Gold’s outlook remains bleak

<p>Gold has been moving sideways throughout much of December, but at the current price level of around $1070 per ounce it essentially holds near the […]</p>

Gold has been moving sideways throughout much of December, but at the current price level of around $1070 per ounce it essentially holds near the multi-year lows it hit earlier this month. This is hardly a bullish indication; if anything, the lack of a more significant bounce here is quite bearish. Gold’s hesitation to go further lower has coincided with the dollar heading generally lower this month. That’s despite the fact the Federal Reserve has finally lifted US interest rates for the first time since 2006. But it remains to be seen whether the US currency will be able to resume its upward trajectory now that the FX traders are slowly returning post-Christmas. Given the fact that most other central banks are still dovish, this could well be the case. Indeed, the EUR/USD currency pair has struggled once again today to move above the 38.2% Fibonacci level from the August drop at 1.0980; it would be very bearish if the sellers were to re-emerge at this shallow retracement level. Against this backdrop and the resurgent equity markets, combined with the relatively low demand for safe havens, gold’s short-term outlook continues to remain bleak.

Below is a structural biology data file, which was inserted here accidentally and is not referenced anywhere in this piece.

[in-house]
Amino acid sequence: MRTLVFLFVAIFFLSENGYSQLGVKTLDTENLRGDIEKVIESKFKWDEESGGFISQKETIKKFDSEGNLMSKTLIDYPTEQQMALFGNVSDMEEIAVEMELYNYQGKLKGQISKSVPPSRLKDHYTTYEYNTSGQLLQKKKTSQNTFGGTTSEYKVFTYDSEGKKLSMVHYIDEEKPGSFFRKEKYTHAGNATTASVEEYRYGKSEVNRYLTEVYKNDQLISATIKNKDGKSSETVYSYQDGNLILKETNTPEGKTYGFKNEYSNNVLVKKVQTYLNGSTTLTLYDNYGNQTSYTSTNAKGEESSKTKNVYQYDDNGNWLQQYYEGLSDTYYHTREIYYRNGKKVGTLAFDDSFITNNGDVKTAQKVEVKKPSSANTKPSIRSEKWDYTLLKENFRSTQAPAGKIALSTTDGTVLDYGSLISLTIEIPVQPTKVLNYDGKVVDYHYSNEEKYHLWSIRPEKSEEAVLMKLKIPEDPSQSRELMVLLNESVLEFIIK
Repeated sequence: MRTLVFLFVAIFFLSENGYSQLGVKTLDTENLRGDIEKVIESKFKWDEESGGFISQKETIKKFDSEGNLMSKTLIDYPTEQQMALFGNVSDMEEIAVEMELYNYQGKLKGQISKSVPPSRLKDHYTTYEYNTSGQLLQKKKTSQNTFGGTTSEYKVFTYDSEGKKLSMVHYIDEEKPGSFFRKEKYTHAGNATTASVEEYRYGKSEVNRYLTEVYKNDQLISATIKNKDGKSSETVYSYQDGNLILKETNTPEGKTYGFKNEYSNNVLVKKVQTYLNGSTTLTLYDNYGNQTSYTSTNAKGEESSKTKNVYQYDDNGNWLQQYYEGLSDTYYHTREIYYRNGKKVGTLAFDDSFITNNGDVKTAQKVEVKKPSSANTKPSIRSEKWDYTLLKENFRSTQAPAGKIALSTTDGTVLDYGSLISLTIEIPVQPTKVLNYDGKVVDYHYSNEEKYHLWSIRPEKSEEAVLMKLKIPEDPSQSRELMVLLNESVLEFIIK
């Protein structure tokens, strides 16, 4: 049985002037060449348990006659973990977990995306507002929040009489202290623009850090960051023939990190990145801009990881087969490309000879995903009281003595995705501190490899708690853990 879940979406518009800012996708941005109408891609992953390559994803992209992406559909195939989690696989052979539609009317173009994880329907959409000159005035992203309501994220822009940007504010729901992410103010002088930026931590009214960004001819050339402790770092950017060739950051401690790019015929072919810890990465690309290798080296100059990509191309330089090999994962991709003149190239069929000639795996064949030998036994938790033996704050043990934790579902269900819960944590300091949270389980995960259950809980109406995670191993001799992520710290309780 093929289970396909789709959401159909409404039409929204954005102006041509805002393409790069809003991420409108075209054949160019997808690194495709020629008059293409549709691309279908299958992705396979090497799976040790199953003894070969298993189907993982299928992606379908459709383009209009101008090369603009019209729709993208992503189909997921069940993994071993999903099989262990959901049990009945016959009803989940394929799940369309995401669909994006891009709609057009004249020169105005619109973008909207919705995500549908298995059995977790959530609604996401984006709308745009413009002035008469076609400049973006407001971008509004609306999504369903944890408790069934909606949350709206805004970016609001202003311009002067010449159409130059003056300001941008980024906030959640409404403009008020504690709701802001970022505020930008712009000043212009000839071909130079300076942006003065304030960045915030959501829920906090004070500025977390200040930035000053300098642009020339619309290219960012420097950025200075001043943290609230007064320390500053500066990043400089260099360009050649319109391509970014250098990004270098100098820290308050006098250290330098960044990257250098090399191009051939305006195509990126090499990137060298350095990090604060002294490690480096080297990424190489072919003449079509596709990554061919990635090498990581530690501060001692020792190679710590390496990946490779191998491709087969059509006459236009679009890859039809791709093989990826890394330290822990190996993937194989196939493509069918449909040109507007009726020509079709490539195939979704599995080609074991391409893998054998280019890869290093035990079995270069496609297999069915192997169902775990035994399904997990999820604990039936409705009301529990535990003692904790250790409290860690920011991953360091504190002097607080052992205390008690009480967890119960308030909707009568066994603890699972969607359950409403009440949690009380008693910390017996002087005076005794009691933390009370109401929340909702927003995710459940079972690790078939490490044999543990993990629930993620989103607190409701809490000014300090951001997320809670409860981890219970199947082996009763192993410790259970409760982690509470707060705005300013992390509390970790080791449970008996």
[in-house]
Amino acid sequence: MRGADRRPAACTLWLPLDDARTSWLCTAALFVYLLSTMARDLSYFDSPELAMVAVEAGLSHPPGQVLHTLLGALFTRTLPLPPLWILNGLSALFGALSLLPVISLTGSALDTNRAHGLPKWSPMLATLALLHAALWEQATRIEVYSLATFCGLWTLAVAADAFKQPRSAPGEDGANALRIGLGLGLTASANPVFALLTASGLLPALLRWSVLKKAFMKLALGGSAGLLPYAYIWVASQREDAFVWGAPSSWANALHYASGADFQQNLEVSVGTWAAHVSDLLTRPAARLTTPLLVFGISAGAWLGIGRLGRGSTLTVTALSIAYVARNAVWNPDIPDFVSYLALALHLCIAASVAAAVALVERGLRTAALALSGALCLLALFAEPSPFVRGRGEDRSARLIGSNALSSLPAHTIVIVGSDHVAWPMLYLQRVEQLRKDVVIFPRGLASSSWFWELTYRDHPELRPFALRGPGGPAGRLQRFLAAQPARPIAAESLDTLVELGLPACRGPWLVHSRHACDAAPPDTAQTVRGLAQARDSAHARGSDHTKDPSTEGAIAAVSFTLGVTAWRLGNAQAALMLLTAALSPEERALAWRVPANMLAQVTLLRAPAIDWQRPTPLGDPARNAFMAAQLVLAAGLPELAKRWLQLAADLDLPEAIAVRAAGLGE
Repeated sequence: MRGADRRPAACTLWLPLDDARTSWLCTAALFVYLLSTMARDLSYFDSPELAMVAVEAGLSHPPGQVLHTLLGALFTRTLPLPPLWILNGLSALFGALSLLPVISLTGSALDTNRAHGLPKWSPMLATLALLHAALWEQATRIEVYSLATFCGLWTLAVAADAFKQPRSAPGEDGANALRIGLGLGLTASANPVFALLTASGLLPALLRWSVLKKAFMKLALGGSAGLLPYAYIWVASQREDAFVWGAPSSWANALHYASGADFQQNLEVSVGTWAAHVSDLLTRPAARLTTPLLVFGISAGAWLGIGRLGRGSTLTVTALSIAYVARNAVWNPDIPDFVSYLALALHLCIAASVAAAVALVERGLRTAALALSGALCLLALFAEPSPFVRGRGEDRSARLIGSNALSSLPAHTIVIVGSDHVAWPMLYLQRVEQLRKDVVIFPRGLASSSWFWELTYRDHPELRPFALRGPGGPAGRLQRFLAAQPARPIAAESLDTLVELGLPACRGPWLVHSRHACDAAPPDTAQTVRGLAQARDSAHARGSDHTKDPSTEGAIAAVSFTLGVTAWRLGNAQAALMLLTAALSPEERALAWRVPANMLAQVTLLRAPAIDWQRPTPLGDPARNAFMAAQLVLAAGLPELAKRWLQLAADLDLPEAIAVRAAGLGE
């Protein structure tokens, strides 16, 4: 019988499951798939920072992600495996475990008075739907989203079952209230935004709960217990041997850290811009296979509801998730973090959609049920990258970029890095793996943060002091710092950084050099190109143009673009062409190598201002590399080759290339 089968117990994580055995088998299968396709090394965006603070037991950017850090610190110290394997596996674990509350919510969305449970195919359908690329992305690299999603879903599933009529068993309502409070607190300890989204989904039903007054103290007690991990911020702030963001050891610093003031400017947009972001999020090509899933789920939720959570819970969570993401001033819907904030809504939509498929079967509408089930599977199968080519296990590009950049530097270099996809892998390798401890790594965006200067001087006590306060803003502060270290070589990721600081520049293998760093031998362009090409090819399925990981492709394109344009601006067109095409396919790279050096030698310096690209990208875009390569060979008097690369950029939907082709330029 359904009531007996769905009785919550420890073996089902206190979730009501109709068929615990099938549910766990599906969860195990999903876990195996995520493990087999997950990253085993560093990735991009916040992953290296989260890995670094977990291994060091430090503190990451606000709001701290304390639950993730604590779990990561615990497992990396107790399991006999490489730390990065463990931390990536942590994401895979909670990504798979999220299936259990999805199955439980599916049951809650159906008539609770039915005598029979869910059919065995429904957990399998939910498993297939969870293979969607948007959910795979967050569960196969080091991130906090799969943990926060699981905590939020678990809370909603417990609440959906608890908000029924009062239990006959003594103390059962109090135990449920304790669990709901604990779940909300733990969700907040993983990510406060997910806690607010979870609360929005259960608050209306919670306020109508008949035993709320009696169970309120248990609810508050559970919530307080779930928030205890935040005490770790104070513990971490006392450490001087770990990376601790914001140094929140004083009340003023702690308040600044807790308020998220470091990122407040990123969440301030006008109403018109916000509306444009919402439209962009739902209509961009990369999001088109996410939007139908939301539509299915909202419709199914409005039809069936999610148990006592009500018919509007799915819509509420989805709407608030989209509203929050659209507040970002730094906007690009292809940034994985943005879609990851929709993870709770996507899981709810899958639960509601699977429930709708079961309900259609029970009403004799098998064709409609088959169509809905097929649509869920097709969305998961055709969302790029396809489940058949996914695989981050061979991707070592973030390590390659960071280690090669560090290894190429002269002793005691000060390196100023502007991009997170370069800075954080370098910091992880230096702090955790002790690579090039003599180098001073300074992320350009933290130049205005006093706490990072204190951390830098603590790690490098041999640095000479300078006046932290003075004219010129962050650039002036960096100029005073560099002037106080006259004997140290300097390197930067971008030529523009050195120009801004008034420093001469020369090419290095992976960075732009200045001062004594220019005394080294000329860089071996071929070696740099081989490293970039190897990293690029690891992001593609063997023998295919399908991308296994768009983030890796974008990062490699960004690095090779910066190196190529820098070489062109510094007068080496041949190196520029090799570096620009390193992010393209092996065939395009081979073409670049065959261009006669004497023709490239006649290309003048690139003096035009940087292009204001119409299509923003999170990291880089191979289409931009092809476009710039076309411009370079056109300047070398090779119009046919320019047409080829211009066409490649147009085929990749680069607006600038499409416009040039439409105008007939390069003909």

Indeed, I still think the yellow metal will at least drop to the psychologically-important $1000 mark at some point in early 2016, before staging a more noticeable recovery. At this stage, only a decisive break above resistance at $1080, or ideally $1098/1100, is required to end the near-term bearish bias. Even so, gold would still remain inside the long-term converging trends and below the 200-day average. Until such a time that gold breaks decisively out of this channel to the upside, traders in general may treat any short term bounces as selling rather than buying opportunities like they have since the metal peaked in 2011.

The key risks to my bearish outlook are the fatigued stock markets and the dollar. If the twain fail to move higher and risk aversion increases then gold’s appeal as a safe haven asset will most likely rise. But if the market strongly believes that the Fed will continue to raise rates as set out in the FOMC’s latest Economic Projections, then the dollar may continue to push a lot higher since most other major central banks are still very dovish. Added to this, inflation is still non-existent for most major economies, so there is less need for gold as a hedge against inflation.

For the time being though, gold has found some support around the lower trend of its long-term triangle pattern and the 127.2% Fibonacci extension level at $1046. The daily RSI is also in a state of positive divergence with price, suggesting that the bearish momentum is weakening. Still, for the reasons stated above, gold could easily break down and potentially drop towards the 161.8% extension level at $1006/7, before possibly going for the psychologically-important $1000 handle next.

15.12.29 gold

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